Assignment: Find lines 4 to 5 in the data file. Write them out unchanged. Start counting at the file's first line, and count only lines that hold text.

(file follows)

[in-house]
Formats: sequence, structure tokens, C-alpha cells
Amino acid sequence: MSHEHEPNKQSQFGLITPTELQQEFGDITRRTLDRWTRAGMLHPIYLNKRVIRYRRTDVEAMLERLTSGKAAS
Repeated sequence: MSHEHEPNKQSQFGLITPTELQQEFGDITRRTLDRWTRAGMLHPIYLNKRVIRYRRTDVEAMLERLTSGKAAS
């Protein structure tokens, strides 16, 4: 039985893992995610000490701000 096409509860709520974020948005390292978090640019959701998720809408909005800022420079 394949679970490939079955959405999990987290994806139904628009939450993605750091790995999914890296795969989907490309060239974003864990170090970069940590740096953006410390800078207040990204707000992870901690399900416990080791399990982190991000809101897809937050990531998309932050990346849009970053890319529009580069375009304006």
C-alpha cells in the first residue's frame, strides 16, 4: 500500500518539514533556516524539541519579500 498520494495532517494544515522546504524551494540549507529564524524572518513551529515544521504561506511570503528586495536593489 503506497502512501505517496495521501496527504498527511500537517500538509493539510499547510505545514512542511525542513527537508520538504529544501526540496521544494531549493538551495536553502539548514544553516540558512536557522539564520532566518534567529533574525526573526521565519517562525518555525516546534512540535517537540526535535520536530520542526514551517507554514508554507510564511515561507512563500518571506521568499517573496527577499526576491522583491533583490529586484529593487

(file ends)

Repeated sequence: MSHEHEPNKQSQFGLITPTELQQEFGDITRRTLDRWTRAGMLHPIYLNKRVIRYRRTDVEAMLERLTSGKAAS
């Protein structure tokens, strides 16, 4: 039985893992995610000490701000 096409509860709520974020948005390292978090640019959701998720809408909005800022420079 394949679970490939079955959405999990987290994806139904628009939450993605750091790995999914890296795969989907490309060239974003864990170090970069940590740096953006410390800078207040990204707000992870901690399900416990080791399990982190991000809101897809937050990531998309932050990346849009970053890319529009580069375009304006």